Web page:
Wednesday, October 28, 2009

The Politics of Energy #28 – Can seemingly insurmountable problems often have cheap and simple solutions?

Excerpted from “Freaked Out Over SuperFreakonomics”, The Wall Street Journal

Al Gore espouses that global warming poses an imminent threat to the survival of our species. Are there simple fixes for the problem?

A Bellevue, Wash.-based firm founded by former Microsoft Chief Technology Officer Nathan Myhrvold thinks so. Their basic idea is to engineer effects similar to those of the 1991 mega-eruption of Mt. Pinatubo in the Philippines, which spewed so much sulfuric ash into the stratosphere that it cooled the earth by about one degree Fahrenheit for a couple of years.

Could it work? Mr. Myhrvold and his associates think it might, and they're a smart bunch. Also smart are University of Chicago economist Steven Levitt and writer Stephen Dubner, whose delightful "SuperFreakonomics"—the sequel to their runaway 2005 bestseller "Freakonomics"—gives Mhyrvold and Co. pride of place in their lengthy chapter on global warming. Not surprisingly, global warming fanatics are experiencing a Pinatubo-like eruption of their own.

Mr. Gore, for instance, tells Messrs. Levitt and Dubner that the stratospheric sulfur solution is "nuts." Former Clinton administration official Joe Romm, who edits the Climate Progress blog, accuses the authors of "[pushing] global cooling myths" and "sheer illogic." The Union of Concerned Scientists faults the book for its "faulty statistics." Never to be outdone, New York Times columnist Paul Krugman scores "SuperFreakonomics" for "grossly [misrepresenting] other peoples' research, in both climate science and economics."

In fact, Messrs. Levitt and Dubner show every sign of being careful researchers, going so far as to send chapter drafts to their interviewees for comment prior to publication. Nor are they global warming "deniers," insofar as they acknowledge that temperatures have risen by 1.3 degrees Fahrenheit over the past century.

But when it comes to the religion of global warming—the First Commandment of which is Thou Shalt Not Call It A Religion—Messrs. Levitt and Dubner are grievous sinners. They point out that belching, flatulent cows are adding more greenhouse gases to the atmosphere than all SUVs combined. They note that sea levels will probably not rise much more than 18 inches by 2100, "less than the twice-daily tidal variation in most coastal locations." They observe that "not only is carbon plainly not poisonous, but changes in carbon-dioxide levels don't necessarily mirror human activity." They quote Mr. Myhrvold as saying that Mr. Gore's doomsday scenarios "don't have any basis in physical reality in any reasonable time frame."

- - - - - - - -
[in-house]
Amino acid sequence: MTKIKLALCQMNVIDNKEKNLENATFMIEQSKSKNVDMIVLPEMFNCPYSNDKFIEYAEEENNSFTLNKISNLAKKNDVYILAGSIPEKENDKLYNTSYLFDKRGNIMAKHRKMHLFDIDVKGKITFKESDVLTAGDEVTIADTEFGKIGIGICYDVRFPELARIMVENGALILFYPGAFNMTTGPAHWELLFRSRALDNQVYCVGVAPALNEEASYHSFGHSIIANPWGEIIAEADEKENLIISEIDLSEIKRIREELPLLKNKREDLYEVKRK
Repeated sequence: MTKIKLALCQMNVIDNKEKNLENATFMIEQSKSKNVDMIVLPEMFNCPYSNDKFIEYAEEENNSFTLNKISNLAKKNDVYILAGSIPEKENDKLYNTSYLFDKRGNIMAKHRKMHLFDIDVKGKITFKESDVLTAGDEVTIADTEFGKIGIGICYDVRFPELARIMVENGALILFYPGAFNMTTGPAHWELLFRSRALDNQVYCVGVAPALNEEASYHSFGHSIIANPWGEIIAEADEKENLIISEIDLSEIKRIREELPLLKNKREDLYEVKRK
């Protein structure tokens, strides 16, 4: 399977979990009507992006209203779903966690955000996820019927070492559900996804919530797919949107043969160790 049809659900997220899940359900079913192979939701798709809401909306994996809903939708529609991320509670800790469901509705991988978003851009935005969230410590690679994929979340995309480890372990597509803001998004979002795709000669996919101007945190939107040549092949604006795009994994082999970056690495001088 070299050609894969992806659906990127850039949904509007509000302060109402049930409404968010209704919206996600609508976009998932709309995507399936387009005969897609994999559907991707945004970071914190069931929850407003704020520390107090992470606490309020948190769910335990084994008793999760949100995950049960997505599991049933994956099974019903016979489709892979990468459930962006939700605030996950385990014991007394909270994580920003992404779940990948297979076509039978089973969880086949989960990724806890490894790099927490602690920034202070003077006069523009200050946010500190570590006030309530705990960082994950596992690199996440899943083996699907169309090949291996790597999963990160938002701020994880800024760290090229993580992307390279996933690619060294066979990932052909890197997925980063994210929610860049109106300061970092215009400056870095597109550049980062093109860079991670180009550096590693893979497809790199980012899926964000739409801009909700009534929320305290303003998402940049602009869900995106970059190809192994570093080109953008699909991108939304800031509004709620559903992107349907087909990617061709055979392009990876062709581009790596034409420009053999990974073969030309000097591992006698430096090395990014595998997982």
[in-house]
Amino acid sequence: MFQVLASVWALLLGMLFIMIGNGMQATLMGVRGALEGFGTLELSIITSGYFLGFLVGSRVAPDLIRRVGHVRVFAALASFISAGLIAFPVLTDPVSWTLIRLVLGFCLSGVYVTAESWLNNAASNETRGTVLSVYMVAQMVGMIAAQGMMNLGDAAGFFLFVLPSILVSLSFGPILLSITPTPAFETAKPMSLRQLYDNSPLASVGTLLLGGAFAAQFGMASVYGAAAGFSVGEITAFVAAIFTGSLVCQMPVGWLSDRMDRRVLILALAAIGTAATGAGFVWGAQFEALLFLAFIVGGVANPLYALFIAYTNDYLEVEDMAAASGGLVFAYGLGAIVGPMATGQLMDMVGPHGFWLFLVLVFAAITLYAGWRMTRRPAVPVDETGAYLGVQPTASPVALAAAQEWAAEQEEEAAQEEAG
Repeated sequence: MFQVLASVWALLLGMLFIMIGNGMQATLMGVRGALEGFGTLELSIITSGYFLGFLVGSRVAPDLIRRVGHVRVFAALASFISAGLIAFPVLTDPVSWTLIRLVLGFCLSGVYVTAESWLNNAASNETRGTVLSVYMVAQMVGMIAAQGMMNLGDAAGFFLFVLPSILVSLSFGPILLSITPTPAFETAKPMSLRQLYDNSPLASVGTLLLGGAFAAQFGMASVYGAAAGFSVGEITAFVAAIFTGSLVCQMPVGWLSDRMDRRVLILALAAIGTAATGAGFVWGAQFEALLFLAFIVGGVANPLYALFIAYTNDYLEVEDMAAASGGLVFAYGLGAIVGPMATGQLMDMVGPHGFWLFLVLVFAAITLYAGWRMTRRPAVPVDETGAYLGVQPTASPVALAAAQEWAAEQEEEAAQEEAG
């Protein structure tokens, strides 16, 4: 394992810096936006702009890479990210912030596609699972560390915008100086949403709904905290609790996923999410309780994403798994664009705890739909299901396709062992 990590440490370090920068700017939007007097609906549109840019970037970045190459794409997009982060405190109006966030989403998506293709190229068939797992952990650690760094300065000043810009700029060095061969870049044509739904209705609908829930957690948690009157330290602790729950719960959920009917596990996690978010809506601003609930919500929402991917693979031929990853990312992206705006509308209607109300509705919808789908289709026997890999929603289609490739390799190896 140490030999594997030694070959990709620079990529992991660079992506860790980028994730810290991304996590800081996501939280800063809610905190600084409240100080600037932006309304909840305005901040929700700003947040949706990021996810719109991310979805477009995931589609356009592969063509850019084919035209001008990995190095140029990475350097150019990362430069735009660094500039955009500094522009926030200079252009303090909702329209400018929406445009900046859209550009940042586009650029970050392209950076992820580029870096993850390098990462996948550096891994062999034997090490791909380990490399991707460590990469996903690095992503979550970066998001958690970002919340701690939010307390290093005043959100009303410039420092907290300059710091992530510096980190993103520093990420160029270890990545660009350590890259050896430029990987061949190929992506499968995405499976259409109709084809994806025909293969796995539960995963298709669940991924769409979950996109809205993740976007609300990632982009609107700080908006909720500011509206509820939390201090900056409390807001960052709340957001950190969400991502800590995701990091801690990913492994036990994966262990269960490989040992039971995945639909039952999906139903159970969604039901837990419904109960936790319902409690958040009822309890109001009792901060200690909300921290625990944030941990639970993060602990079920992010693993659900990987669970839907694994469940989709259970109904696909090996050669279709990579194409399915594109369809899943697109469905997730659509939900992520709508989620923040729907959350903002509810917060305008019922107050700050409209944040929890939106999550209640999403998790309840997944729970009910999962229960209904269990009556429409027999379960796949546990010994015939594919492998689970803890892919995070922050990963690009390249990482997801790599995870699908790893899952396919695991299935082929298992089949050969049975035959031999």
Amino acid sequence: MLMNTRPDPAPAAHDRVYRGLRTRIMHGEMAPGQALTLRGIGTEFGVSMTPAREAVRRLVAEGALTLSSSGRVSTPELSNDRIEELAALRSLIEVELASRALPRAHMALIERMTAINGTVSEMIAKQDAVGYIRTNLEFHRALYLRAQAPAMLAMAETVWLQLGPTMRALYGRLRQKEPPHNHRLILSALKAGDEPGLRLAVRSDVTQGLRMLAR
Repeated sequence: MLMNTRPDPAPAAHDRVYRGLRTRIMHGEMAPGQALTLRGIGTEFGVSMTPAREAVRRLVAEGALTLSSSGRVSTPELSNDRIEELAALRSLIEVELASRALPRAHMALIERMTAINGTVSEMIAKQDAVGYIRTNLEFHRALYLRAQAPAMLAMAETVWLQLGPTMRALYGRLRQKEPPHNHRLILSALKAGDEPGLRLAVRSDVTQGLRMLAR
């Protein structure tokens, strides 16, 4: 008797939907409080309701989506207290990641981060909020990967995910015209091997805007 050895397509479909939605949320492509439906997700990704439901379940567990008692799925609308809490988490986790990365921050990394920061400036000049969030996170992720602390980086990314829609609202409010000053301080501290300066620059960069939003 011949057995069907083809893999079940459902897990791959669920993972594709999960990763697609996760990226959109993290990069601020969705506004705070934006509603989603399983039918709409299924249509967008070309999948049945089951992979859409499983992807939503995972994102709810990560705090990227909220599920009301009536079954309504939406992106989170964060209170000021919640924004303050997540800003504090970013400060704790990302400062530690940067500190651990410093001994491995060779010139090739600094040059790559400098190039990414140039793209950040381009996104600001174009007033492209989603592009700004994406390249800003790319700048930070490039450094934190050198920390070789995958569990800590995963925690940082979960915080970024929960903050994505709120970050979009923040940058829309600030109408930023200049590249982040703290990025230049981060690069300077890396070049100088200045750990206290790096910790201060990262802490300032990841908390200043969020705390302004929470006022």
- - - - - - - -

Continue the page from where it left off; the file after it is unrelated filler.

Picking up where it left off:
More subversively, they suggest that climatologists, like everyone else, respond to incentives in a way that shapes their conclusions. "The economic reality of research funding, rather than a disinterested and uncoordinated scientific consensus, leads the [climate] models to approximately match one another." In other words, the herd-of-independent-minds phenomenon happens to scientists too and isn't the sole province of painters, politicians and news anchors.

But perhaps their biggest sin, which is also the central point of the chapter, is pointing out that seemingly insurmountable problems often have cheap and simple solutions. Hence world hunger was largely conquered not by a massive effort at population control, but by the development of new and sturdier strains of wheat and rice. Hence infection and mortality rates in hospitals declined dramatically as doctors began to appreciate the need to wash their hands.

Hence, too, it may well be that global warming is best tackled with a variety of cheap fixes, if not by pumping SO2 into the stratosphere then perhaps by seeding more clouds over the ocean. Alternatively, as "SuperFreakonomics" suggests, we might be better off doing nothing until the state of technology can catch up to the scope of the problem.

All these suggestions are, of course, horrifying to global warmists, who'd much prefer to spend in excess of a trillion dollars annually for the sake of reconceiving civilization as we know it, including not just what we drive or eat but how many children we have. And little wonder: As Newsweek's Stefan Theil points out, "climate change is the greatest new public-spending project in decades." Who, being a professional climatologist or EPA regulator, wouldn't want a piece of that action?

Part of the genius of Marxism, and a reason for its enduring appeal, is that it fed man's neurotic fear of social catastrophe while providing an avenue for moral transcendence. It's just the same with global warming, which is what makes the clear-eyed analysis in "SuperFreakonomics" so timely and important. (Now my sincere apologies to the authors for an endorsement that will surely give their critics another cartridge of ammunition.)

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